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IEA Energy Training Week highlights partner countries’ key role in the changing global energy map

The more than 130 Energy Training Week participants come from about 60 countries. © OECD/IEA, 2013

8 April 2013

The International Energy Agency opened its 2013 Energy Training Week today, welcoming more than 130 participants, most of them from developing and newly industrialising countries.

The third annual meeting – an introduction to IEA knowledge and research – is particularly important as the global energy map changes and as many partner countries become more important stakeholders in the global energy landscape.

“Energy Training Week offers officials from dozens of countries – many of them becoming mainstays of energy demand – the chance to interact with IEA experts and learn firsthand about the policies we recommend to achieve a secure, sustainable energy system,” said Ulrich Benterbusch, Director of the Office of Global Energy Policy at the IEA.

This year’s training in Energy Training Week comes as the IEA holds preliminary discussions with several partner countries about potentially enhancing co-operation. Mr. Benterbusch greeted the participants, noting that they represented the largest number of countries at an IEA Energy Training Week.

Indeed, participants arrived at Energy Training Week from about 60 countries, ranging from Albania to Yemen, most of them non-member countries, as well as international organisations. Ten international observers from a mix of member and non-member countries also are taking part.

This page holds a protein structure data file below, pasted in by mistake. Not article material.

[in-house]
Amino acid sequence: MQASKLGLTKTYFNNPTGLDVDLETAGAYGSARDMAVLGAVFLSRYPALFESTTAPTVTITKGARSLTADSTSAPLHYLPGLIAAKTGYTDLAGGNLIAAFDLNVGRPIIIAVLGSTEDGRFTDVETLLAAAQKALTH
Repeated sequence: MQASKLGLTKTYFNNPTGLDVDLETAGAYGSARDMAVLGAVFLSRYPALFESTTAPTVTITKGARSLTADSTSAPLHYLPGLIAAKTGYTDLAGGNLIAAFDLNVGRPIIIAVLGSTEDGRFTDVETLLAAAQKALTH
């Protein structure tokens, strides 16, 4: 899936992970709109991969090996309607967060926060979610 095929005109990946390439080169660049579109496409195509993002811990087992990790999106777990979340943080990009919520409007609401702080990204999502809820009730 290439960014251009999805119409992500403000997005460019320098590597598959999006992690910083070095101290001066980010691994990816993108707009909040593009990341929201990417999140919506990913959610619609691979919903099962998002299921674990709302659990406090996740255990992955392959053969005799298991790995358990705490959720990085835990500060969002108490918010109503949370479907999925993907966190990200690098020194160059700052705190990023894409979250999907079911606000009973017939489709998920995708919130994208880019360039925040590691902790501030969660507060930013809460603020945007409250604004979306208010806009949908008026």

In addition to offering a general introduction to the latest in IEA best practice and research, Energy Training Week features five classes in such subjects as “Energy Essentials for Decision Makers”, “Energy Efficiency Policy and Measures” and “Energy Analysis and Modelling”. Besides lectures, each class features a site visit, such as Paris’s Autolib’ electric car-sharing programme and a geothermal plant. Practical exercises include simulated responses to energy supply disruptions and practice implementation of regionally defined versions of the IEA 25 Energy Efficiency Policy Recommendations.  

The IEA attaches significant importance to its work with developing and newly industrialised countries because they increasingly face the sorts of energy challenges the IEA has helped its member countries work through. According to the World Energy Outlook 2012’s New Policies Scenario, non-OECD countries will be responsible for nearly 80% of the world’s primiary energy demand by 2035.

Applications for the 2014 Energy Training Week will be available later this year. Click here to find out more about the week and other IEA training.

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